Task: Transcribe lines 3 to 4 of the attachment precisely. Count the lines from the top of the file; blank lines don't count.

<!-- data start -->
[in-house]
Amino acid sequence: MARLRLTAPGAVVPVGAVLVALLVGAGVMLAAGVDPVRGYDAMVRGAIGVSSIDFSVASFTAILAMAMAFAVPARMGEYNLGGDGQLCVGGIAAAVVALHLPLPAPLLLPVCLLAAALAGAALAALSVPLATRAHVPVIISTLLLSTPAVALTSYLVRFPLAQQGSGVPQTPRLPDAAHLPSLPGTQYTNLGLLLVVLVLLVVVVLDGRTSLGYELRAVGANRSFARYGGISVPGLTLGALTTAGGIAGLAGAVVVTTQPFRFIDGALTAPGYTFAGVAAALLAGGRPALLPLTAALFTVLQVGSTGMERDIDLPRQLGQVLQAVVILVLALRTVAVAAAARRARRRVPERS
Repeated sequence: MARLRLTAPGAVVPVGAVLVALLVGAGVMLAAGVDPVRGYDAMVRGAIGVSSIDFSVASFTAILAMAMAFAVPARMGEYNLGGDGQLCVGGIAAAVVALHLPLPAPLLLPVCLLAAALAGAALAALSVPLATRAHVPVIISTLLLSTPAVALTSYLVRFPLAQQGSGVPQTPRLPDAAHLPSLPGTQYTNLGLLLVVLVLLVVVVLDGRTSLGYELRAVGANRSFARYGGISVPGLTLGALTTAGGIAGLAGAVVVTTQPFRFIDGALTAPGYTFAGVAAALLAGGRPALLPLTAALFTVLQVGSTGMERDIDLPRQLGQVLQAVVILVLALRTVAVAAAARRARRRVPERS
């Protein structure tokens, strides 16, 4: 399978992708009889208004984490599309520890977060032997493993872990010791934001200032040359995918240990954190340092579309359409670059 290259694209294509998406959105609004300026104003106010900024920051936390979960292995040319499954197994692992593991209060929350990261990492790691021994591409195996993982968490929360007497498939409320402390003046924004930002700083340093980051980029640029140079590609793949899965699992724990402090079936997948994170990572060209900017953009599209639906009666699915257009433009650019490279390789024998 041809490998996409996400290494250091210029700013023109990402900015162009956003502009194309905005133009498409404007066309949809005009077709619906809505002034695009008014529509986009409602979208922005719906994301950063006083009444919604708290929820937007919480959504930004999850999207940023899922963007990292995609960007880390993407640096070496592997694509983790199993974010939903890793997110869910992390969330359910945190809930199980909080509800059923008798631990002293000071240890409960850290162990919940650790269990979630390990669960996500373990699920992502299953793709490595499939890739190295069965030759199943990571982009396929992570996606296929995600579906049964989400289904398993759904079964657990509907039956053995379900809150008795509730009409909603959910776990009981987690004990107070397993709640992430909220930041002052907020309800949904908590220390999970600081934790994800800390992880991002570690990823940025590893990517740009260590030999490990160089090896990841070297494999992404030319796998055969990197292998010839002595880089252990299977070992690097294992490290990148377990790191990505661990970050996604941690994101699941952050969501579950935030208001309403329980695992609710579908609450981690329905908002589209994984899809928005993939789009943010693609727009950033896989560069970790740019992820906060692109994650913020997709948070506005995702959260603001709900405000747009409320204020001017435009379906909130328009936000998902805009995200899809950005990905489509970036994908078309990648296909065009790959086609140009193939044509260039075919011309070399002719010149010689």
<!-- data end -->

Repeated sequence: MARLRLTAPGAVVPVGAVLVALLVGAGVMLAAGVDPVRGYDAMVRGAIGVSSIDFSVASFTAILAMAMAFAVPARMGEYNLGGDGQLCVGGIAAAVVALHLPLPAPLLLPVCLLAAALAGAALAALSVPLATRAHVPVIISTLLLSTPAVALTSYLVRFPLAQQGSGVPQTPRLPDAAHLPSLPGTQYTNLGLLLVVLVLLVVVVLDGRTSLGYELRAVGANRSFARYGGISVPGLTLGALTTAGGIAGLAGAVVVTTQPFRFIDGALTAPGYTFAGVAAALLAGGRPALLPLTAALFTVLQVGSTGMERDIDLPRQLGQVLQAVVILVLALRTVAVAAAARRARRRVPERS
């Protein structure tokens, strides 16, 4: 399978992708009889208004984490599309520890977060032997493993872990010791934001200032040359995918240990954190340092579309359409670059 290259694209294509998406959105609004300026104003106010900024920051936390979960292995040319499954197994692992593991209060929350990261990492790691021994591409195996993982968490929360007497498939409320402390003046924004930002700083340093980051980029640029140079590609793949899965699992724990402090079936997948994170990572060209900017953009599209639906009666699915257009433009650019490279390789024998 041809490998996409996400290494250091210029700013023109990402900015162009956003502009194309905005133009498409404007066309949809005009077709619906809505002034695009008014529509986009409602979208922005719906994301950063006083009444919604708290929820937007919480959504930004999850999207940023899922963007990292995609960007880390993407640096070496592997694509983790199993974010939903890793997110869910992390969330359910945190809930199980909080509800059923008798631990002293000071240890409960850290162990919940650790269990979630390990669960996500373990699920992502299953793709490595499939890739190295069965030759199943990571982009396929992570996606296929995600579906049964989400289904398993759904079964657990509907039956053995379900809150008795509730009409909603959910776990009981987690004990107070397993709640992430909220930041002052907020309800949904908590220390999970600081934790994800800390992880991002570690990823940025590893990517740009260590030999490990160089090896990841070297494999992404030319796998055969990197292998010839002595880089252990299977070992690097294992490290990148377990790191990505661990970050996604941690994101699941952050969501579950935030208001309403329980695992609710579908609450981690329905908002589209994984899809928005993939789009943010693609727009950033896989560069970790740019992820906060692109994650913020997709948070506005995702959260603001709900405000747009409320204020001017435009379906909130328009936000998902805009995200899809950005990905489509970036994908078309990648296909065009790959086609140009193939044509260039075919011309070399002719010149010689």